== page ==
Microsoft’s plans to fill ChatGPT-powered Bing with ads could be a disaster

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Microsoft has come up with a solution nobody asked for – providing an easy way for companies to begin advertising on the new AI-powered Bing.

The updated Bing search engine runs on OpenAI’s ChatGPT, an AI chatbot that has flooded the current miasma of online discourse. With its new chat API, businesses will be able to monetize Bing AI chat and place curated advertisements in users’ chat windows.

In the official blog post from Microsoft, the company goes into detail as to why these new measures have been put in place to allow advertisers to utilize their platform: “Microsoft is in a unique position to explore how to integrate advertising into the chat flow in a way that’s helpful and natural”. 

The new API will give publishers, app developers, and online businesses the option to choose ad formats that suit their audience in a way that “feels natural to their native experience”.

The post also adds that the chat API can be used on platforms outside of Microsoft – so we might soon be seeing ads pop up in ChatGPT itself, or smaller bots like HuggingChat. Microsoft says it is committed to “empowering everyone to thrive in this new era of search” but as an end user myself, it’s not exactly inspiring news.

How free is free? 

Yes, no service that claims to be free is ever actually free. We all pay in ads and our data, but moving so quickly to monetization when the new Bing AI launched just this February is still pretty speedy.  As it stands, Microsoft’s new-and-improved Bing now has 100 million daily active users and has powered half a billion chats so far. According to Search Engine Land, Microsoft is slowly slipping ads into users’ chats so as to not be too disruptive.

The company is currently introducing hotel ads, and will likely move to travel and real estate. Kya Sainsbury-Carter, Microsoft’s VP Global Partner and author of the aforementioned blog post, explains that “integrating ads into chat and into the conversation flow when you’re specifically asking about these things are pretty powerful.”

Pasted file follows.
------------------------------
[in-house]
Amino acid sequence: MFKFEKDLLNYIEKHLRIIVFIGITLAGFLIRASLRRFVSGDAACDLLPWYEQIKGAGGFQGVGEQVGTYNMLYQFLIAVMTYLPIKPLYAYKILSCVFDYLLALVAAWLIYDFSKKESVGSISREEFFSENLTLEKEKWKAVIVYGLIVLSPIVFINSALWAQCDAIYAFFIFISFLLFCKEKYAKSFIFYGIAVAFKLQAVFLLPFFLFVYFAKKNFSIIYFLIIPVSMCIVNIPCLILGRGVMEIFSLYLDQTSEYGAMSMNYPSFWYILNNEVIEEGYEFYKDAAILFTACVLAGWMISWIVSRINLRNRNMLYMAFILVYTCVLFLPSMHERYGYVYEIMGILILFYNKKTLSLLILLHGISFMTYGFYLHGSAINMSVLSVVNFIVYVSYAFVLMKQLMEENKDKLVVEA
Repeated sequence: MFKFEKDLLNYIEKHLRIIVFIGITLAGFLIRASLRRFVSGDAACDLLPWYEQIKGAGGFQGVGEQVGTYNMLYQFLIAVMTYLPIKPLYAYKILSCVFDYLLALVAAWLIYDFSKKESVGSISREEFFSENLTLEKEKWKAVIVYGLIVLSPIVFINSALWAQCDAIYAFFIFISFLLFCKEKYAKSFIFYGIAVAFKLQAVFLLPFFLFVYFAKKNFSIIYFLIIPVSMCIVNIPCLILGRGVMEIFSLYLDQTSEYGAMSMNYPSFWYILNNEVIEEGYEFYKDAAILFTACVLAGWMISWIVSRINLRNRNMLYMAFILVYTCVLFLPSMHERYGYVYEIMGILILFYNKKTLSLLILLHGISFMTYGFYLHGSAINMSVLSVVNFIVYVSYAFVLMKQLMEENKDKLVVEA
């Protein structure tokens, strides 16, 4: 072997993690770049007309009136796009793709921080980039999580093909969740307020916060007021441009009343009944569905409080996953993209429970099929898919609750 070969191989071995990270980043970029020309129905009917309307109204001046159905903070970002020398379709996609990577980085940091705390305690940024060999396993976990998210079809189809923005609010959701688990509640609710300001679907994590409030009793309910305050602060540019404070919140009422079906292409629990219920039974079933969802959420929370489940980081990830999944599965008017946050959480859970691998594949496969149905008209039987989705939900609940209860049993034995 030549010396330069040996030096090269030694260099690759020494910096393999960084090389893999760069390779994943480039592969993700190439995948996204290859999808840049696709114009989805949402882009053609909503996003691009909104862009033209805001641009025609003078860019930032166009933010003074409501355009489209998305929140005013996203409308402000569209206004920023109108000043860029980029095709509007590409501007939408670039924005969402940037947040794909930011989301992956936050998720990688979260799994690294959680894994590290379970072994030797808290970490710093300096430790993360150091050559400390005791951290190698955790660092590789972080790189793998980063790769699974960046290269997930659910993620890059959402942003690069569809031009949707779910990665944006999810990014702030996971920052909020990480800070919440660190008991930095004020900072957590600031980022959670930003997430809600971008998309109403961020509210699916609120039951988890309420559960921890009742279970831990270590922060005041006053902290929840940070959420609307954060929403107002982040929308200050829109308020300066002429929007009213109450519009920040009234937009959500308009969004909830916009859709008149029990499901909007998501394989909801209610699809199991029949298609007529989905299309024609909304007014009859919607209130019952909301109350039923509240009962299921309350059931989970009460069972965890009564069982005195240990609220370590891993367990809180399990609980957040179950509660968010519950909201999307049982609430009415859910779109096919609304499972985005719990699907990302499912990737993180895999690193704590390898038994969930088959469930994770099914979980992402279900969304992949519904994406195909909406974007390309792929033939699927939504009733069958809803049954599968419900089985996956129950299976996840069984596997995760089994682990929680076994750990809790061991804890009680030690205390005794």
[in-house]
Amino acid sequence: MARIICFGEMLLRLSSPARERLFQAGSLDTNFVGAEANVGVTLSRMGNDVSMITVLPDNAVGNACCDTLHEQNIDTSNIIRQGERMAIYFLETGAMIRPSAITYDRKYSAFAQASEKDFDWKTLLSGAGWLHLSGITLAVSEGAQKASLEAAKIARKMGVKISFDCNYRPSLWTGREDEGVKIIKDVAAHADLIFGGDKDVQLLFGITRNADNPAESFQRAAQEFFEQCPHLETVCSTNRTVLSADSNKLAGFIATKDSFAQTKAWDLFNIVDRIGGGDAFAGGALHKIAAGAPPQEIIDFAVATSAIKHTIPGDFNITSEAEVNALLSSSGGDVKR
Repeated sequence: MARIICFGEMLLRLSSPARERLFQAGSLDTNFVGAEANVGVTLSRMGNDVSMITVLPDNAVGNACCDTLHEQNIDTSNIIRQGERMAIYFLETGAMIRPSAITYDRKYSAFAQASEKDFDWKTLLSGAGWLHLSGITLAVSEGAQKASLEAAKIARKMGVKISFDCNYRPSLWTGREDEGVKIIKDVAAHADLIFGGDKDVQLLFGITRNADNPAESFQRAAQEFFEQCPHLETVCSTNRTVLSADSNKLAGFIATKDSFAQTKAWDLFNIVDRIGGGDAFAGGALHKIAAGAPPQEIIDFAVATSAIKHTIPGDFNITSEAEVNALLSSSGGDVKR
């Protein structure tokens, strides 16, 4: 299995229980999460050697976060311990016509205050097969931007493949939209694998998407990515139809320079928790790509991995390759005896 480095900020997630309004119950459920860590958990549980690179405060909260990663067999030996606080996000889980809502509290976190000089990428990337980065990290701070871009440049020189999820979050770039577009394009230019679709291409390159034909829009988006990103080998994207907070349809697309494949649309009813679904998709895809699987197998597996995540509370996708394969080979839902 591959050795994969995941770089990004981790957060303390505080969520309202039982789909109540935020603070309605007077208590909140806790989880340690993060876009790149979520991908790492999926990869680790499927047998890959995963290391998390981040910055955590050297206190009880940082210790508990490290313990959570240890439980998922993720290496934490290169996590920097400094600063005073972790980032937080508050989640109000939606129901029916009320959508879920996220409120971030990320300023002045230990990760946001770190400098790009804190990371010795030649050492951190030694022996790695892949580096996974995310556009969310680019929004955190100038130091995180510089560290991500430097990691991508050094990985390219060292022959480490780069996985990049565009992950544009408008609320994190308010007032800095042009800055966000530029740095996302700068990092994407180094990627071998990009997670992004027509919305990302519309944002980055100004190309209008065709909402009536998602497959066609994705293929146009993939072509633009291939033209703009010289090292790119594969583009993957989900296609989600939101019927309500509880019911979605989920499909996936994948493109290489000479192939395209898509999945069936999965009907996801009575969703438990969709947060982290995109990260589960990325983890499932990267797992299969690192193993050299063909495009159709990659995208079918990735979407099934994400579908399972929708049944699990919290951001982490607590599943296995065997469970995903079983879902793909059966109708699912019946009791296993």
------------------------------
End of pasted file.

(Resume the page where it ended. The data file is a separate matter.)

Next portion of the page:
She notes that the company is keeping the scale and novelty of the technology in mind, stating that “we are paying close attention to overall optimization in ads experience … ensure we’re showing the right, relevant ads relative to this much deeper context that we are able to gain through conversational mode.”

From that, we can kind of make out what to expect from the new ad integration. As we mentioned the drip-feed of hotel and travel ads, I imagine that if you’re using Bing to plan your next holiday, and you start querying about accommodation the ads – however they’ll appear – will change accordingly.

It may be helpful, but also a little creepy. Nobody likes targeted ads, even if we accept them as a part of modern life, but actively monitoring our conversations – even ones we’re having with chatbots – in order to better sell us stuff feels even worse than usual.

Overall, the move to monetization is not unexpected but still disappointing. It feels like the final nail that cements these bots as the new normal, since so many of the digital tools we use day-to-day are ad-based. This almost makes Bing, ChatGPT, and Google Bard feel a lot more… normal. 

After all, the arrival of targeted ads surely means they’ve just become the same as any old software or app we use on a daily basis, be that plain old Google Search or our social media platform of choice. Nothing ominous to see here, surely. Right?

By Muskaan Saxena

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